WordPress defaults to a particular theme which you can stick with as-is, customize or change it to a new theme. WordPress has several pre-installed themes to choose from. To see the directory of other WordPress themes, go on Appearance, and then Themes. If you click Add New you’ll see a list of free WordPress themes from the WOrdpress.org directory along with details about the themes, and the option preview or install them.

Add New WordPress Theme

You can also choose to install a theme developed by a third party. Third party premium themes offer more variety and often include many more features than the themes you’ll find in the free theme directory. Themeforest is a good starting place to find a premium theme, or you can browse the many theme round-ups we’ve done here at WPExplorer. After you’ve downloaded the theme you want, go to the theme directory and click Upload Theme.

Uploading A WordPress Theme

The next screen prompts you to browse for the theme on your computer. Follow the instructions to install your theme. After installing your theme, you’ll need to activate it in order to use it.

Other parts of your appearance that you’ll want to customize are the widgets, menu(s), header and background. Aside from the menu, these can be changed with the theme customizer which you can find under Appearance (just below the themes option). Click on it to open up the love WOrdPress customizer:

WordPress Theme Customizer

WordPress comes preloaded with a number of widgets, some of which are activated and appear in your site’s sidebar. You can rearrange them as necessary, and if you want new ones you can install them from the plugin directory.

Add WordPress Widgets

Your theme may support different kinds of menus or multiple menus. If it doesn’t, menu plugins are available for installation. You probably won’t need to worry too much about your menu until you have several pages set up.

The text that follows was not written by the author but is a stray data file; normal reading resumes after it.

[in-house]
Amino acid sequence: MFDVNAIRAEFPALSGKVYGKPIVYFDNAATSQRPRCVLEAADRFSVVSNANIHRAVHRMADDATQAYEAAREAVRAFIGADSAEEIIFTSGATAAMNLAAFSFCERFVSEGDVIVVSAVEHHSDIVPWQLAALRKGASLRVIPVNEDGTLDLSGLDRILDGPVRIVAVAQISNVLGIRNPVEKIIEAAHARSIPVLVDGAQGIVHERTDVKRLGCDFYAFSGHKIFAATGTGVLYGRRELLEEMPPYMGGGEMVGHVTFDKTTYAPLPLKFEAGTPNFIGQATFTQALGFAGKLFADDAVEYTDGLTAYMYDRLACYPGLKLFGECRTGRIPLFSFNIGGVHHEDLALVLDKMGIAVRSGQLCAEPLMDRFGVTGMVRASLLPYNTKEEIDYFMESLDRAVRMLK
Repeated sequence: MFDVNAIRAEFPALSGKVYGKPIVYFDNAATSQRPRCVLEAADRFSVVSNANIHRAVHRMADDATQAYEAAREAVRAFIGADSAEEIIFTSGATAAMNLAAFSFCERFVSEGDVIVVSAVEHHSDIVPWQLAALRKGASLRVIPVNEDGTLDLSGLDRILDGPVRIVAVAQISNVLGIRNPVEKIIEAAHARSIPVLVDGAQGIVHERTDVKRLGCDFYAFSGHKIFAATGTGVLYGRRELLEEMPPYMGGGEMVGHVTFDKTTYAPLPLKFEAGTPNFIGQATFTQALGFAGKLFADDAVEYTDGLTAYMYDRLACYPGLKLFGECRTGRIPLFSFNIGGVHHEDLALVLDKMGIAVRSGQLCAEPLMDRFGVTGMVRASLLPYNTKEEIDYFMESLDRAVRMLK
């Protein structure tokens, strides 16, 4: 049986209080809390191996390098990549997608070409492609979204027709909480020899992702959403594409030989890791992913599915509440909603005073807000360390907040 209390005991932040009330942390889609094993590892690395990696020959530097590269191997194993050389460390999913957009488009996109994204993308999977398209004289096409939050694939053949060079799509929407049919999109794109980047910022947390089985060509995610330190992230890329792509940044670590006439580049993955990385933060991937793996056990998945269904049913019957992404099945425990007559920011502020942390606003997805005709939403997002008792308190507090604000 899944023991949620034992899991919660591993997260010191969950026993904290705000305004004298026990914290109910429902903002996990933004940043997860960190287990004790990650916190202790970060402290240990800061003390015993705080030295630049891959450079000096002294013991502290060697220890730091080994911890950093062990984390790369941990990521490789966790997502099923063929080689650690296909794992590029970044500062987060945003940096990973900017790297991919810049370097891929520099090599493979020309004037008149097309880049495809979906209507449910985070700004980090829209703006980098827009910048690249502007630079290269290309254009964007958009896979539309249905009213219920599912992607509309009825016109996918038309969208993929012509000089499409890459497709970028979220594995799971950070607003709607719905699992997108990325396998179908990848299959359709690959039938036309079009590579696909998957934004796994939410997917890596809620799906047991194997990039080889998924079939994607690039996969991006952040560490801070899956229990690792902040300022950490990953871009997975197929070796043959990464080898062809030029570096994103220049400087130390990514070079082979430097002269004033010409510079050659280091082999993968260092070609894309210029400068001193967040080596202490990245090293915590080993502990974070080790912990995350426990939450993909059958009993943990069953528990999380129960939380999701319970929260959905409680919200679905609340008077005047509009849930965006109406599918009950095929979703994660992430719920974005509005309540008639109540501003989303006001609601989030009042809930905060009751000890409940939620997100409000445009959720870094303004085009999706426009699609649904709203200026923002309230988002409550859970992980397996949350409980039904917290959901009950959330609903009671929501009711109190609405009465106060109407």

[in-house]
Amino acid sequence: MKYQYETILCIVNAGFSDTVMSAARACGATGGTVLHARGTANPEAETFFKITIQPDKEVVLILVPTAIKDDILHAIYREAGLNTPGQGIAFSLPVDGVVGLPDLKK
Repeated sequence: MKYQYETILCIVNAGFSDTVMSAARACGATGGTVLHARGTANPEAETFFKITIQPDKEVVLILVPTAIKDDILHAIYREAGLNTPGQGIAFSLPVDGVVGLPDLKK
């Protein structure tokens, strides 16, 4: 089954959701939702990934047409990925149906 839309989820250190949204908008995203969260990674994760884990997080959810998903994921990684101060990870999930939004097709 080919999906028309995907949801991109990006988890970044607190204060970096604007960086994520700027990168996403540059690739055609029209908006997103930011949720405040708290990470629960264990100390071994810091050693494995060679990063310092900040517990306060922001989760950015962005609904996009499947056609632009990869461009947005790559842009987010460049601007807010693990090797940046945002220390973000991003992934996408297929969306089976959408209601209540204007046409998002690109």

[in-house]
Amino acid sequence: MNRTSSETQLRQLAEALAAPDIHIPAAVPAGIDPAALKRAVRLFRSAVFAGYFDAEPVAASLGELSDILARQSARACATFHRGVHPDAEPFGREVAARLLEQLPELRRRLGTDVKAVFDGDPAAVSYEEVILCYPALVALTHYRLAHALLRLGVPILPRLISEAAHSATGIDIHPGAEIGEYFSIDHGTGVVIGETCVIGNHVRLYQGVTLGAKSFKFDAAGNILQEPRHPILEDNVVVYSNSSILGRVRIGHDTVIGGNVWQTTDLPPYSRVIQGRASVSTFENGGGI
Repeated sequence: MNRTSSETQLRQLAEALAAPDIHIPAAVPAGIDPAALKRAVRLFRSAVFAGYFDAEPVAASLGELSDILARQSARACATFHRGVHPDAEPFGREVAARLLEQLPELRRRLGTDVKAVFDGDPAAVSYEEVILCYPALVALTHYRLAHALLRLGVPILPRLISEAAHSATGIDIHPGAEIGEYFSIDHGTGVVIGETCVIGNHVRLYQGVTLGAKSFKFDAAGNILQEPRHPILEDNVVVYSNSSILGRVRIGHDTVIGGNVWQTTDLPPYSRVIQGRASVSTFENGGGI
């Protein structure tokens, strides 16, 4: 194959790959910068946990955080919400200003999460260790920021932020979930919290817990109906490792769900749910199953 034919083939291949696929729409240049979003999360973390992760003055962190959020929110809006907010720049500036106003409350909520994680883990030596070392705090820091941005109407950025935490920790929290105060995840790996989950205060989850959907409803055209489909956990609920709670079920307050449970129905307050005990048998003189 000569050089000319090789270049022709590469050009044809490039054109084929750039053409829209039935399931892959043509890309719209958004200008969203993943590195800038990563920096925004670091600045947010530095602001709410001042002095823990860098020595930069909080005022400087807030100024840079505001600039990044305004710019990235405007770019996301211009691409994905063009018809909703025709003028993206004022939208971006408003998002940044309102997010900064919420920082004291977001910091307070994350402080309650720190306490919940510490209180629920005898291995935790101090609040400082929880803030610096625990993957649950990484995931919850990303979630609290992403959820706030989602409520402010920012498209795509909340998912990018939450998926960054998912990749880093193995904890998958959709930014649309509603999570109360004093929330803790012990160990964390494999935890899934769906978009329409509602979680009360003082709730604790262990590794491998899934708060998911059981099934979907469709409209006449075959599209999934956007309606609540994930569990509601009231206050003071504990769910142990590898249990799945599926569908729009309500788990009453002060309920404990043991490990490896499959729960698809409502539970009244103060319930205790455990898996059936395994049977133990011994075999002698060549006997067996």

Step 4: Plugins

Depending on both how you’re using your site and on the functionality of your theme, you will likely need to install and activate various plugins. These add to what your site is able to do. Akismet is one plugin that WordPress comes pre-installed with; all you need to do is activate it. This one’s important because it defends your site against spam.

Activate Akismet

To install other plugins, visit the plugin directory by clicking on Plugins and then Add New.

Add New WordPress Plugins

Step 5: Pages

Unless it’s designed to be a one-page site, every website should have at least a couple pages, including an about page and a contact page. Depending on your site’s purpose, you’ll probably want other pages as well, such as a portfolio or gallery to show off your work. If you have products to sell, you’d want a store page. Keep in mind you may need to install plugins (like Contact Form 7, WooCommerce, etc.) in order to have these types of pages. We also recommend a blog page to house your news or posts.

Step 6: Importing and Exporting Content

These tools often get overlooked in discussions about getting started. If you’re new to WordPress but not to blogging or website management, importing and exporting are handy tools to have, and easy to do. To move content from an old WordPress website, use the export tool:

WordPress Export Tool

To bring in your content from another site, use the import tool. If you purchase a premium theme it probably came with sample data (in the dorm of a .xml file) that you can import to help get you started. We recommend using the sample data if you need help figuring out how to use a theme or if you want to import an exact demo (especially when using themes like Total that have tons of sample demos to choose from).

WordPress Import Tool

Step 6: Getting Informed

This article discusses the important parts of getting started with WordPress. However, if you’re still feeling lost, here are some more resources for you:

WP Explorer has a ton of other resources to help you learn more about using WordPress. Browse our blog and other articles to get familiar with it!

Conclusion

Whether you’re new to owning a website, or simply new to WordPress, it can be tough to start out. Having a guide and other resources is invaluable in situations like that. Using the tools we’ve provided here can help make the process smoother, and get your site up and running even quicker.

What do you wish you had known when first starting your WordPress website? If you’re starting out now, what would help you feel more confident about it? Let us know in the comments!

Tom Ewer
Post Author: Tom Ewer

Tom Ewer is a professional blogger, longtime WordPress enthusiast and the founder of WordCandy.

Disclosure: This page contains external affiliate links that may result in us receiving a comission if you choose to purchase said product. The opinions on this page are our own. We do not receive payment for positive reviews.
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  1. Carolina says:
    Thank you Tom!
  2. ksdzfd says:
    GOOD!
  3. ROZ says:
    Sweet Thanks ...